Loneliness may increase the risk of death among the elderly, but the health effects of social isolation may be greater than those of loneliness, according to a new study published this week in the Proceedings of the National Academy of Sciences.
"In many ways, social isolation and loneliness are two sides of the same coin. But they are different: social isolation is an objective measure of how much contact people have with family, friends, and relatives, while loneliness is a subjective experience of lack of companionship and social contact. Someone can appear isolated but not lonely, while another person might feel lonely despite apparently having good social connectedness," explains Andrew Steptoe, the Director of the Institute of Epidemiology and Health Care at University College London, and principal investigator for the PNAS study.
Steptoe and his colleagues started from a well-established body of evidence indicating that being socially isolated is bad for your health, and may lead to the development of serious illness and a reduced life span. Steptoe also points to newer research suggesting that loneliness has similar associations with poor health. "But we all know people who might seem socially isolated but don’t experience loneliness because they are comfortable being on their own," says Steptoe. "So we were interested to know whether isolation might be particularly bad when it is accompanied by loneliness."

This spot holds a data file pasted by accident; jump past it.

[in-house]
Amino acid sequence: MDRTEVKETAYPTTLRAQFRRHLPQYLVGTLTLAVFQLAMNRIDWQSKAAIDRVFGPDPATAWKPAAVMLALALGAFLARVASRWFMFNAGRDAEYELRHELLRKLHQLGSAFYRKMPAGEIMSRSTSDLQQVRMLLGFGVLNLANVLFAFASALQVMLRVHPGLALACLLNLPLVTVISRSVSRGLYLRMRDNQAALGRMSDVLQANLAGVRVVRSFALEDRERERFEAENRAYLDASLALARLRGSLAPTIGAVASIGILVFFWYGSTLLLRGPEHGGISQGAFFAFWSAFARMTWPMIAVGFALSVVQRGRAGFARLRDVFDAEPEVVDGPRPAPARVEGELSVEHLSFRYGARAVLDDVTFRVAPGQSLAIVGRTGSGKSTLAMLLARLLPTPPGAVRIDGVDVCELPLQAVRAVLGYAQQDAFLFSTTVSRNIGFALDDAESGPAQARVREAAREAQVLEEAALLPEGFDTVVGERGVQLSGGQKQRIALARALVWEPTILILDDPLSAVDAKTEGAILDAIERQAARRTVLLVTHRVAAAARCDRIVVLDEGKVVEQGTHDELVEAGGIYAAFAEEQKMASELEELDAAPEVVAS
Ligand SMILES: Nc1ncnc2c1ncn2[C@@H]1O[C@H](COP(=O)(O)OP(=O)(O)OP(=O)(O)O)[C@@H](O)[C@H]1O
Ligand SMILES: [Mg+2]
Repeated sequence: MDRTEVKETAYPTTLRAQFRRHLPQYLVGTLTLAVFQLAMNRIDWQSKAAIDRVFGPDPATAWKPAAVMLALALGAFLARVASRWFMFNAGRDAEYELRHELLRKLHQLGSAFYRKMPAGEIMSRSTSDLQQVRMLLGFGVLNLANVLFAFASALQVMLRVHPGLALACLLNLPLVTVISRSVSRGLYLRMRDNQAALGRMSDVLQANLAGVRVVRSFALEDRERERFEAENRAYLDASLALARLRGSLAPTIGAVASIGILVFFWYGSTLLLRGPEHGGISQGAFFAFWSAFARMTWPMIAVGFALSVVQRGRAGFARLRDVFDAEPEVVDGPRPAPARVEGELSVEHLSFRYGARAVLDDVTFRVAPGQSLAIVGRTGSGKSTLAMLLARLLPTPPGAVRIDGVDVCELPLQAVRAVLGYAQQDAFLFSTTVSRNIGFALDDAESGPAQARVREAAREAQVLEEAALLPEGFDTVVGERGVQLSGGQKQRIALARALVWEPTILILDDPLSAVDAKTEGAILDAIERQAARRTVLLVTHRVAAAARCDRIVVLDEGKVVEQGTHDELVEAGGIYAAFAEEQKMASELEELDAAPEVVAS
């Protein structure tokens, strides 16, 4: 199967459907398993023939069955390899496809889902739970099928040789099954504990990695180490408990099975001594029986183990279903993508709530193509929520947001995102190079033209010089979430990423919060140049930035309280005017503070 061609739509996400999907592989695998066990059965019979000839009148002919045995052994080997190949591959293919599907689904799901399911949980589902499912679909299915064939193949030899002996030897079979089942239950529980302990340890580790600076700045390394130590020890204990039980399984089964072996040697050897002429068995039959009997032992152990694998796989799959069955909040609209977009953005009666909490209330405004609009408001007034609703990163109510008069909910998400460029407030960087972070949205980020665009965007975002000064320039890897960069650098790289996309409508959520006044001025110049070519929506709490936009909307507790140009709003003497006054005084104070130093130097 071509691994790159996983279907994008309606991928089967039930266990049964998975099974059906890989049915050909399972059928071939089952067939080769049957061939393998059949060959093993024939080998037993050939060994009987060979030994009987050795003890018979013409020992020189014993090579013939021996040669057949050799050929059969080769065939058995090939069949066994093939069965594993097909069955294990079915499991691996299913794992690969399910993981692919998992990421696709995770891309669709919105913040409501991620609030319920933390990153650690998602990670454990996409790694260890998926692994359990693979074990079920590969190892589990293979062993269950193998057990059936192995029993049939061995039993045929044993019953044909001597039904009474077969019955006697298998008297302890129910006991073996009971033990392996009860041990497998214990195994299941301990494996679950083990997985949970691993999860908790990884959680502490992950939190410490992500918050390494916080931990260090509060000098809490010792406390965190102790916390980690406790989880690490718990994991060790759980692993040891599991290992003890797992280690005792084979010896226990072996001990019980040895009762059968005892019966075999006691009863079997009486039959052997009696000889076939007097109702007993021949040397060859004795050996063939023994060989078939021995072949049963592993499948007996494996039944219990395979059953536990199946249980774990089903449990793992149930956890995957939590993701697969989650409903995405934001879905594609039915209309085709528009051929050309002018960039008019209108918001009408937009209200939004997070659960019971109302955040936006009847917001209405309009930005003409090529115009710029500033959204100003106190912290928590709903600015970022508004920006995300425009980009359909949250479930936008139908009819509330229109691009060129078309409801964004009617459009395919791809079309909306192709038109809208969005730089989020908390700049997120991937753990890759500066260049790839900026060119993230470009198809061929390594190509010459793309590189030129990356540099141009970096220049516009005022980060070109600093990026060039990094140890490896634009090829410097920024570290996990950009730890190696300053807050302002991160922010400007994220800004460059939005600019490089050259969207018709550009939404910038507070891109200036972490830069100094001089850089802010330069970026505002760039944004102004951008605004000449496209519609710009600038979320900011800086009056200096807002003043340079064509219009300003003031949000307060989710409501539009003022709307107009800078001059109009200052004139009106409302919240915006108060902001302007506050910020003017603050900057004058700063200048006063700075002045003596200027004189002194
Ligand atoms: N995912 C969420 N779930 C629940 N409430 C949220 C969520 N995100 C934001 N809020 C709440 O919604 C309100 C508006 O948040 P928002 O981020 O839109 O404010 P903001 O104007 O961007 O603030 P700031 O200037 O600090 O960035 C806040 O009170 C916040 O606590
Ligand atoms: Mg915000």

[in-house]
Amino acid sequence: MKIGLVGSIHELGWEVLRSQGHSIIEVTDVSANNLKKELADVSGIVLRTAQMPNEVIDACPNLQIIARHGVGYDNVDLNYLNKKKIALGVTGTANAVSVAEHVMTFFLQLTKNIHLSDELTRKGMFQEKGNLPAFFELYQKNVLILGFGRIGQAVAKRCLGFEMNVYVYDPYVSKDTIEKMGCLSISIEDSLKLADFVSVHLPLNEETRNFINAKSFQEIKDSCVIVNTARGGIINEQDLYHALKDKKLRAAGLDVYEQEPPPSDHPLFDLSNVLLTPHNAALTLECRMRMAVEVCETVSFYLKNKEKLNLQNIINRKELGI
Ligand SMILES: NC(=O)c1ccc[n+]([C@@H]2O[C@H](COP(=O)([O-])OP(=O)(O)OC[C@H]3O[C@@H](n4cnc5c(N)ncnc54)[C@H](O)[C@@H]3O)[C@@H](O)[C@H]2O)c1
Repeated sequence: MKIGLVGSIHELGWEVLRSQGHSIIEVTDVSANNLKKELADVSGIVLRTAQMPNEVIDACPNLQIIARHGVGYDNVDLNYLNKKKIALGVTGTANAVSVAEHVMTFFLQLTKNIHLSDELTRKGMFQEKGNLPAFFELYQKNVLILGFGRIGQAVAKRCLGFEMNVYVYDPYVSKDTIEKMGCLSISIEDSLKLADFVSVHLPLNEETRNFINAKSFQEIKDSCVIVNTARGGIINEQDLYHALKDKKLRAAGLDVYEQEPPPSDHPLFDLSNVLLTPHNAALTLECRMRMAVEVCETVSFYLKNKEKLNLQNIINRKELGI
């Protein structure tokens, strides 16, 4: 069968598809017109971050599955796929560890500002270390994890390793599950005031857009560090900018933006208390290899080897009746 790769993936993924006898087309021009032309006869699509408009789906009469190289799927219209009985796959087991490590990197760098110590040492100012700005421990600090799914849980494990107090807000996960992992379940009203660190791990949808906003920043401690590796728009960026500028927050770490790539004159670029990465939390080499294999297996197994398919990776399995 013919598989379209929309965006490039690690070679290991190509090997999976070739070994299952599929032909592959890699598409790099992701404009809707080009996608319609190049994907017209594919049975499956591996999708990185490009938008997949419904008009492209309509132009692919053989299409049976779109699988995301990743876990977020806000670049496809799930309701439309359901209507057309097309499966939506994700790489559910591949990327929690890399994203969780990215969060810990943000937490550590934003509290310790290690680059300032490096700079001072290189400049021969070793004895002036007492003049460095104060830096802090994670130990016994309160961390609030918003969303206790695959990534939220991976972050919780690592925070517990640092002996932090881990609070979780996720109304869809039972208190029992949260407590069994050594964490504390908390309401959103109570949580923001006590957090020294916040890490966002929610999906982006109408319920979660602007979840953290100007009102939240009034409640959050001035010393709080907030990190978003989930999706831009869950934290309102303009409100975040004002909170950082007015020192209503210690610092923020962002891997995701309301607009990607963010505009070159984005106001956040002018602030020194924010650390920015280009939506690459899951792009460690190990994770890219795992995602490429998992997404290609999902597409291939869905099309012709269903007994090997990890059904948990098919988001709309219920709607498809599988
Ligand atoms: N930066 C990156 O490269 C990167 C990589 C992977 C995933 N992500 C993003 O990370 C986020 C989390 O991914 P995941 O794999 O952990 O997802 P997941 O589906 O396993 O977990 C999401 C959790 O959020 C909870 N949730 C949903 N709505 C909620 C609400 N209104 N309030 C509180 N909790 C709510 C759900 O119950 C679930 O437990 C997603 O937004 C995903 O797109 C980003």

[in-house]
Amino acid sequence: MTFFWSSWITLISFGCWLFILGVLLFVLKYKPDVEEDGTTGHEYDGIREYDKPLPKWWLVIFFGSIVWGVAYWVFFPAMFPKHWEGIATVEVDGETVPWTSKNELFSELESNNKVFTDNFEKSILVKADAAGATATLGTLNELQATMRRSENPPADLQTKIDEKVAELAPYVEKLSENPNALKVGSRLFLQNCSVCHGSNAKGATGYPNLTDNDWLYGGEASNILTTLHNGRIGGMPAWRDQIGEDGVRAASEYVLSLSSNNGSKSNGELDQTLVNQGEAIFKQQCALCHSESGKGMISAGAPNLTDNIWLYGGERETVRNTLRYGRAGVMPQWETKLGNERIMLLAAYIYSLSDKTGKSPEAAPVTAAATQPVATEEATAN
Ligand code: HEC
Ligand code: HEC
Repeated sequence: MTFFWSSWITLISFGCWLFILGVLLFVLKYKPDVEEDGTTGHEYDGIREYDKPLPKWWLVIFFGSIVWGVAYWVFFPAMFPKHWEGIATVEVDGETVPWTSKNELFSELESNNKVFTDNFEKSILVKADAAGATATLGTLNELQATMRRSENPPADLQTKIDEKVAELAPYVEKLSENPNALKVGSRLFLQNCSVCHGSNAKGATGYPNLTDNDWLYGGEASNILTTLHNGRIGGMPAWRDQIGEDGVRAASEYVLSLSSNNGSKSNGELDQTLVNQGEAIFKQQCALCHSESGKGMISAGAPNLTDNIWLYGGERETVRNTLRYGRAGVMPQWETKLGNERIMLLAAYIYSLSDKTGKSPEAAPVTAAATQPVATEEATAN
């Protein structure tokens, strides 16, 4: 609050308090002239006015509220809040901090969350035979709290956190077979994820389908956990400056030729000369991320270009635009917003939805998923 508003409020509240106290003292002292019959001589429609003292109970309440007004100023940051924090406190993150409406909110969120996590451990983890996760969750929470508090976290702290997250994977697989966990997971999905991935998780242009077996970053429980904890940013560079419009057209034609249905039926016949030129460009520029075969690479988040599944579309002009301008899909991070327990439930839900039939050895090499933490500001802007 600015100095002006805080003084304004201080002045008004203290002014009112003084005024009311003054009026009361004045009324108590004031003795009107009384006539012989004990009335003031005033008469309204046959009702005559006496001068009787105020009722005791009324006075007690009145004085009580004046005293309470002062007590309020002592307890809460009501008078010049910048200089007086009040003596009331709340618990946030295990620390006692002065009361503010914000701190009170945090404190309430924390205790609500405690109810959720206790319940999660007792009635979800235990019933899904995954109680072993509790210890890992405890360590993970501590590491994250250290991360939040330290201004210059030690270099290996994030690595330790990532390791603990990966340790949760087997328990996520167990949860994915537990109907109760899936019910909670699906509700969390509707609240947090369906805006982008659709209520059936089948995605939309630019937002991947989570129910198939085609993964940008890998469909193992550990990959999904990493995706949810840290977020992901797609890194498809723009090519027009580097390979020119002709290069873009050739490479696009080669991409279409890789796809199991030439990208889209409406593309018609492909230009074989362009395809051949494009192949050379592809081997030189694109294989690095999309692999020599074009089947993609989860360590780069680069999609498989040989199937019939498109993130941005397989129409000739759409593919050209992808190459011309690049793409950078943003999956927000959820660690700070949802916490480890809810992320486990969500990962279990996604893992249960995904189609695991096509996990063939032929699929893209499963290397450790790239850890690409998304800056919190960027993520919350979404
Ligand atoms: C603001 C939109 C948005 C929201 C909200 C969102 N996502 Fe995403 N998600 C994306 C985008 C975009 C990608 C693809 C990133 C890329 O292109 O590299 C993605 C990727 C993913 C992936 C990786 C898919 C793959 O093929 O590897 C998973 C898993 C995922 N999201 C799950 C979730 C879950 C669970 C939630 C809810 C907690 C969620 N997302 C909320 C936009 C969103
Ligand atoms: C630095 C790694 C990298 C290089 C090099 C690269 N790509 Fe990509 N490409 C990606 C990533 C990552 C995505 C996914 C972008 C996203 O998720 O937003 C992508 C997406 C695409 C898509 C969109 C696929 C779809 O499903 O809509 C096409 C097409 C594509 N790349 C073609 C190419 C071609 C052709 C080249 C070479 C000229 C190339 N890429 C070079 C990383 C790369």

Therefore, Steptoe's research team set out to differentiate the effects of loneliness from those of social isolation. The researchers studied 6,500 men and women aged 52 and older who enrolled in the English Longitudinal Study of Ageing in 2004. Steptoe and his colleagues assessed the participants’ risk of death through March 2012. Limited contact with family, friends, and community organizations meant that a participant was classified as socially isolated, and a questionnaire was used to measure loneliness.
Steptoe's team found that social isolation was more important than loneliness. It was related to greater risk of dying even after age and background health were taken into account.
Knowing about how lonely participants felt did not add to the ability to predict future mortality. Why? "One reason is that loneliness was more closely linked with pre-existing health problems–for example, people who already had a long-standing illness or depressive symptoms were more likely to feel lonely–and once we had taken these illnesses into account, loneliness was no longer linked with survival," Steptoe explains.
"We would not say that loneliness is unimportant, or that we should not strive to reduce loneliness in older men and women," he adds. "But the take-home message is that we need to keep an eye on the social connections of older people, since maintaining social contacts among seniors and reducing isolation may be particularly important for their future survival."
For More Information:
“Social isolation, loneliness, and all-cause mortality in older men and women,” by Andrew Steptoe, Aparna Shankar, Panayotes Demakakos, and Jane Wardle. PNAS Early Edition, March 25, 2013.